Addiction to any substance can be harmful, but its relapse can be more detrimental to both physical and mental wellbeing. Relapse is a common phenomenon but it can only be avoided by a clear understanding of the factors that trigger it. A recent study by the McMaster University sheds light on the factors that make some addicts relapse so frequently, despite making efforts to lead a drug-free life.
According to the study, those who start addictions very late in their life usually prefer injections to release drugs into the body — a habit that makes them prone to relapses during treatment. More often than not, addicts increase their drug use before enrolling into a treatment program, which extensively contributes to their vulnerability to relapses. On the contrary, long-time abusers usually don’t have any chance of a relapse.
The study, published in the journal Substance Abuse Research and Treatment in April 2016, gives a ray of hope to those who seek treatment from this devastating habit through medical intervention. As part of the study, lead author Dr. Zena Samaan, an associate professor of psychiatry and behavioral neurosciences at the McMaster’s Michael G. DeGroote School of Medicine, reviewed 250 individuals who undertook methadone treatment for nearly four years.
The findings revealed that those who used injections to take drugs were twice as likely to relapse during treatment compared to those who did not inject drugs. It was also observed that the relapse incidence increased by 10 percent for every year rise in age of starting opioid abuse. While a 7 percent rise in relapse was seen due to daily benzodiazepine intake in a month prior to the study, there was a 7 percent drop in the risk for older adults.
Samaan said, “We can improve our tailoring of treatment to each patient if we know who among patients taking methadone treatment is at high risk for opioid relapse.”
The aim of the study was to determine the factors that can allow opioid addicts to abstain from drugs for a longer period. Most of the addicts receive methadone maintenance treatment as a preferred treatment option, but it isn’t always recommended for those who are prone to relapses – nearly 46 percent of patients have been found to carry on with opioid addiction, even after getting methadone treatment.
The researchers believed that caregivers can use this as a warning sign and look for aggressive therapies for high-risk patients.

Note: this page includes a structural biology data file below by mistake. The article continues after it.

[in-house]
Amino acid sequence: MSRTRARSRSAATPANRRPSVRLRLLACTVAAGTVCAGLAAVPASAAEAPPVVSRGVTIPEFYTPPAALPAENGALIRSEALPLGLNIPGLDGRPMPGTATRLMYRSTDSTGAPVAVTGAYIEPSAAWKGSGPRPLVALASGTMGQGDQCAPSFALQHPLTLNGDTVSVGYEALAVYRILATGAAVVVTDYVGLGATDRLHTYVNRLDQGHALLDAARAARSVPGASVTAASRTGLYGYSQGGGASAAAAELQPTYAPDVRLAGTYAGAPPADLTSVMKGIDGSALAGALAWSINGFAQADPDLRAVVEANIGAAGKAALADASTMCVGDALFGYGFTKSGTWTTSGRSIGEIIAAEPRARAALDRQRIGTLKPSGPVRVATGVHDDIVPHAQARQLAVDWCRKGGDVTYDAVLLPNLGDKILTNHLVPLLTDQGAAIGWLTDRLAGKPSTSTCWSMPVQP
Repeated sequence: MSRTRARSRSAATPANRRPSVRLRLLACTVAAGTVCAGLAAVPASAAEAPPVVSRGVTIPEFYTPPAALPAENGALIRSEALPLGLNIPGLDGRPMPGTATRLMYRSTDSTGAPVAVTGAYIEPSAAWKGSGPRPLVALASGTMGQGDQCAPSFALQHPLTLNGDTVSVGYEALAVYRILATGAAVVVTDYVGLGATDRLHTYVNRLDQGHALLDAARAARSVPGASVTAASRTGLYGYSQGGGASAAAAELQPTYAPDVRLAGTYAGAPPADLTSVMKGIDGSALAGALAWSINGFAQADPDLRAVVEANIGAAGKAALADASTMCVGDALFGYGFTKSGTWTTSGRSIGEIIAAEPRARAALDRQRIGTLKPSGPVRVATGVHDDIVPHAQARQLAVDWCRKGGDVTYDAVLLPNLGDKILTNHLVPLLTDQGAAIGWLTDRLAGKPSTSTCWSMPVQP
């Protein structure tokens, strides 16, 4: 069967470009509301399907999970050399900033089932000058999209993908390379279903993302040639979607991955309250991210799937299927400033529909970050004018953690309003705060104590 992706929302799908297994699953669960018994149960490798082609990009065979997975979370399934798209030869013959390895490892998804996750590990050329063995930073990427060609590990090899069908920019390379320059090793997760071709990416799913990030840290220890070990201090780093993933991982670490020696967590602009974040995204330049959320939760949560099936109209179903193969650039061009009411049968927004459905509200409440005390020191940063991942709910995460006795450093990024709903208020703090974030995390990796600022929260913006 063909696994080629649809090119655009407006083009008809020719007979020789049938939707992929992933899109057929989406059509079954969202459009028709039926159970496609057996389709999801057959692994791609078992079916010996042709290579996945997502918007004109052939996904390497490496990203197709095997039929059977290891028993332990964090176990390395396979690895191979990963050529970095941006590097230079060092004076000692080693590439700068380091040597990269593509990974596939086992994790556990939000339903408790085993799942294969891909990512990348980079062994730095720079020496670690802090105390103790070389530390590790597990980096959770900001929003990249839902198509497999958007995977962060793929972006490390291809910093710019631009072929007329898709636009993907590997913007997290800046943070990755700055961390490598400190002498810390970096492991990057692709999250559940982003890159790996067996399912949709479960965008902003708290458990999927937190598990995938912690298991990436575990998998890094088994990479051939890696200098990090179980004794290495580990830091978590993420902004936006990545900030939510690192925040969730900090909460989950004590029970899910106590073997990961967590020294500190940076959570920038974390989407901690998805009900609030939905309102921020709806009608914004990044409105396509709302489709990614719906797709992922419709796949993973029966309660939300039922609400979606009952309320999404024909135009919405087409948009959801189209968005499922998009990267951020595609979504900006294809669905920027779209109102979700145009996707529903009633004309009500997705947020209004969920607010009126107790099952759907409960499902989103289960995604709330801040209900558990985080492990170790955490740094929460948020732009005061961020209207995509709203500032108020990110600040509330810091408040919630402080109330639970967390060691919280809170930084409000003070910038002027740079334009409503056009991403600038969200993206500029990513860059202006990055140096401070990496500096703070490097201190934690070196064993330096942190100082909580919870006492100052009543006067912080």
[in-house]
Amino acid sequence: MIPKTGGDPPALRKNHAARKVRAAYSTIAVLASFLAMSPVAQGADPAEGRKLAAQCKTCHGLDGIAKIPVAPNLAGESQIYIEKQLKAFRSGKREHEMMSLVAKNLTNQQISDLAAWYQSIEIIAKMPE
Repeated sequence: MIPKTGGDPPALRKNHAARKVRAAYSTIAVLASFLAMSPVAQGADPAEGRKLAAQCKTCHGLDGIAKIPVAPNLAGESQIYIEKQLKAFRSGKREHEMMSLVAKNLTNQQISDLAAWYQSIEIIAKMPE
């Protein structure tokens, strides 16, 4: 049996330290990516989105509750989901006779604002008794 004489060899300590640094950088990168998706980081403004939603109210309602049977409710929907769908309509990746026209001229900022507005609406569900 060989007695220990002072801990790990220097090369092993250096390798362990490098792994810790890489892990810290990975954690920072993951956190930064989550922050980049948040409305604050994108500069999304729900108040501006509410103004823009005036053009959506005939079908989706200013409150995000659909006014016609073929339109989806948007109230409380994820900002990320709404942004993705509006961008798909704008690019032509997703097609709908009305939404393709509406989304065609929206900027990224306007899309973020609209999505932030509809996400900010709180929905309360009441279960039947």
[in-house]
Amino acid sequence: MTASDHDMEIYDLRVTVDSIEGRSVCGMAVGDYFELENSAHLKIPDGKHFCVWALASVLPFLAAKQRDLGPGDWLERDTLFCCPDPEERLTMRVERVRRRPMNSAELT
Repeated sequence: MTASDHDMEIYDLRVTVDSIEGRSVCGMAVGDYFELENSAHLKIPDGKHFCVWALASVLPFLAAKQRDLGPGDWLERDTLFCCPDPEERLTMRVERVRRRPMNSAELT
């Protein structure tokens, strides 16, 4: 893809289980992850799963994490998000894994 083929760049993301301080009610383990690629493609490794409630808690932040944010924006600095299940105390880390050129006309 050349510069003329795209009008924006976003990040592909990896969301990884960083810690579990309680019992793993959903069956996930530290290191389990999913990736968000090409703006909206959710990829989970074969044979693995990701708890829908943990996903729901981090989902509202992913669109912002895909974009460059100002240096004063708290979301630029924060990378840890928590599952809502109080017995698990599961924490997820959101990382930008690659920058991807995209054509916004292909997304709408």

An addict faces numerous challenges when he or she attains sobriety after a long battle with substance use. After a successful treatment session in a rehab, a person may still feel the urge to use drugs that have long been discontinued. So, it is important to stay away from such temptations and continue to lead the life of sobriety inside a rehab or outside of it. An addict on the road to recovery often undergoes emotional upheavals, such as anxiety, stress, frustration and fear. Family members need to be vigilant in understanding the important triggers to help their loved ones adopt different methods to cope with feelings that may increase the risk of a relapse.
Substance abuse is considered a mental problem, but the good news is that it can be prevented and treated. The United States has been fiercely fighting “war on drugs” for the last 25 years, but unfortunately, drug abusers continue to play with their own lives by adopting newer methods of addiction. So, fighting the drug menace is not just the duty of the government or the caregivers, but every individual needs to get involved in this long battle.
If you or your loved one is in the grip of an addiction, the 24/7 Recovery Helpline can help you find one of the best drug rehab centers. For counseling and support to tackle social factors that could contribute to an addiction problem, you can speak with one of our representatives at our 24/7 helpline number 855-441-4405. Selection of the right rehabilitation center from various drug abuse treatment centers will ensure a long-term recovery.